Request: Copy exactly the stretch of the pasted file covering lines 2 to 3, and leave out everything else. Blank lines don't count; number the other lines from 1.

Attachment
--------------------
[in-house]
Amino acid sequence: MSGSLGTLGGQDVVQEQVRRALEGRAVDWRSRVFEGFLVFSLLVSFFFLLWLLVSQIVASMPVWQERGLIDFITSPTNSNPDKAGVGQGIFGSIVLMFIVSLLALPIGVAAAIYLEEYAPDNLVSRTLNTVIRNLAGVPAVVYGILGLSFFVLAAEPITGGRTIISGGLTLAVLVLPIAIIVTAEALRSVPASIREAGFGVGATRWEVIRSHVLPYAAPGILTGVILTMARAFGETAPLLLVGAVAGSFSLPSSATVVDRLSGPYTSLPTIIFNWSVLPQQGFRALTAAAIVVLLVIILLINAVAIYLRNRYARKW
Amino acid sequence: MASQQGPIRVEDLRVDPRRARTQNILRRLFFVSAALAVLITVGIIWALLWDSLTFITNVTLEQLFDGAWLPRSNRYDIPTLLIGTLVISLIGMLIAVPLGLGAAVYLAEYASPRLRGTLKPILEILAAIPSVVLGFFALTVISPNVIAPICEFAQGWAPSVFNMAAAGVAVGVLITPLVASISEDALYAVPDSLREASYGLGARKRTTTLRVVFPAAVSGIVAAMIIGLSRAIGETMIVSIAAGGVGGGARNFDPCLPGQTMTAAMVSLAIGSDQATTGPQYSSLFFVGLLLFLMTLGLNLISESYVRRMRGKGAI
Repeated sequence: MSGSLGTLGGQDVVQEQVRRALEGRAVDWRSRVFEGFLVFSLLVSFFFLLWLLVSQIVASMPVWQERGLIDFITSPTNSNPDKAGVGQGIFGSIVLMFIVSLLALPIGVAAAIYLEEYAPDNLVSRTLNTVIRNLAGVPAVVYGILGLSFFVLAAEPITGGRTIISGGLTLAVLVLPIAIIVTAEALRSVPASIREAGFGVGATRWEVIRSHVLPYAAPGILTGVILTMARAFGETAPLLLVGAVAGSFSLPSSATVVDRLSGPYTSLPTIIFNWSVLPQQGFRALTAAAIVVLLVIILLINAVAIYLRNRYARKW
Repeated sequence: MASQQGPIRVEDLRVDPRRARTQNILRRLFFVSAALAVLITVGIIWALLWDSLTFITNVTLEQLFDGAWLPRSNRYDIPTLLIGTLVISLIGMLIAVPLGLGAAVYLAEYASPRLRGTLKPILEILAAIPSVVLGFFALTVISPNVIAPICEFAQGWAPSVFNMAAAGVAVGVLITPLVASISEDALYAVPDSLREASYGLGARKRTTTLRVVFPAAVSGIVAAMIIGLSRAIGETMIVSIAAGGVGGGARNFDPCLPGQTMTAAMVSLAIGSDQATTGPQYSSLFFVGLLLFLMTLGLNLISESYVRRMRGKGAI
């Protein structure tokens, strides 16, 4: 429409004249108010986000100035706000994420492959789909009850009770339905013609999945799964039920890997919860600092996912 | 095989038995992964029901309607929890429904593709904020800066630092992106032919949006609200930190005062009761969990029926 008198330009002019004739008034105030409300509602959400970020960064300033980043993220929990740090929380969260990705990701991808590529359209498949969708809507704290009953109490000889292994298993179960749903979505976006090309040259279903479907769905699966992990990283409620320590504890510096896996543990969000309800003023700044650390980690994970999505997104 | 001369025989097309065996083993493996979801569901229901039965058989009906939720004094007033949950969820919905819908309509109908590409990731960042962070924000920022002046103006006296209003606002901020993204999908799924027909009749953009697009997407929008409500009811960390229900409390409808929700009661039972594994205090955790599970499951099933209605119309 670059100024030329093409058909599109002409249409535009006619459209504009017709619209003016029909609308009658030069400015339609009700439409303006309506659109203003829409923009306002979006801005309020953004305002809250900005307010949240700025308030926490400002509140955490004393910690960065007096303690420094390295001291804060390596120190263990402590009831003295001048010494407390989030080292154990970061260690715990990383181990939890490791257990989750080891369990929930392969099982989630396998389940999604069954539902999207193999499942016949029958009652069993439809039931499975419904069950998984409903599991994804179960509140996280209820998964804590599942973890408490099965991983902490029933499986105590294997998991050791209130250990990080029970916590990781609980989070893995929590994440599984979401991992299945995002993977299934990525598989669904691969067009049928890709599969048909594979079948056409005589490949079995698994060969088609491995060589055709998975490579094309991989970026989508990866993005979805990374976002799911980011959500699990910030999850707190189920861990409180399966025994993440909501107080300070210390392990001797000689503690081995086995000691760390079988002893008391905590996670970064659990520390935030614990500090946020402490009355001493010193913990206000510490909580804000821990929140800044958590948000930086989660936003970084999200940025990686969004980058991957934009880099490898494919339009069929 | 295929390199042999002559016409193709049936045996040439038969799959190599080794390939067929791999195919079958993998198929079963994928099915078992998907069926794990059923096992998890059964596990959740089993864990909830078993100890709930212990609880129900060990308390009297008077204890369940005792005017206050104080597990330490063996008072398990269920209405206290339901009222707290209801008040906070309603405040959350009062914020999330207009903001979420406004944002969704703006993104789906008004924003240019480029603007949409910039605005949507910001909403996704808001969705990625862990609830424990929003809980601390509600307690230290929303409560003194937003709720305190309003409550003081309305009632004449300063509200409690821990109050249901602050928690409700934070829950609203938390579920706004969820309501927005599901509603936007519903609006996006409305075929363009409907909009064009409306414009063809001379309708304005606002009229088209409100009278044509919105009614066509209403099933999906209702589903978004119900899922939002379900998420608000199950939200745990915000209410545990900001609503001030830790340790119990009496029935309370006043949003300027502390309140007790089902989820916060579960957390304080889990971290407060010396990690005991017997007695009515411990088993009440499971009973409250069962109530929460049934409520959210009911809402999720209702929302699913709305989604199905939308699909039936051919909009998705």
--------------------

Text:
Amino acid sequence: MSGSLGTLGGQDVVQEQVRRALEGRAVDWRSRVFEGFLVFSLLVSFFFLLWLLVSQIVASMPVWQERGLIDFITSPTNSNPDKAGVGQGIFGSIVLMFIVSLLALPIGVAAAIYLEEYAPDNLVSRTLNTVIRNLAGVPAVVYGILGLSFFVLAAEPITGGRTIISGGLTLAVLVLPIAIIVTAEALRSVPASIREAGFGVGATRWEVIRSHVLPYAAPGILTGVILTMARAFGETAPLLLVGAVAGSFSLPSSATVVDRLSGPYTSLPTIIFNWSVLPQQGFRALTAAAIVVLLVIILLINAVAIYLRNRYARKW
Amino acid sequence: MASQQGPIRVEDLRVDPRRARTQNILRRLFFVSAALAVLITVGIIWALLWDSLTFITNVTLEQLFDGAWLPRSNRYDIPTLLIGTLVISLIGMLIAVPLGLGAAVYLAEYASPRLRGTLKPILEILAAIPSVVLGFFALTVISPNVIAPICEFAQGWAPSVFNMAAAGVAVGVLITPLVASISEDALYAVPDSLREASYGLGARKRTTTLRVVFPAAVSGIVAAMIIGLSRAIGETMIVSIAAGGVGGGARNFDPCLPGQTMTAAMVSLAIGSDQATTGPQYSSLFFVGLLLFLMTLGLNLISESYVRRMRGKGAI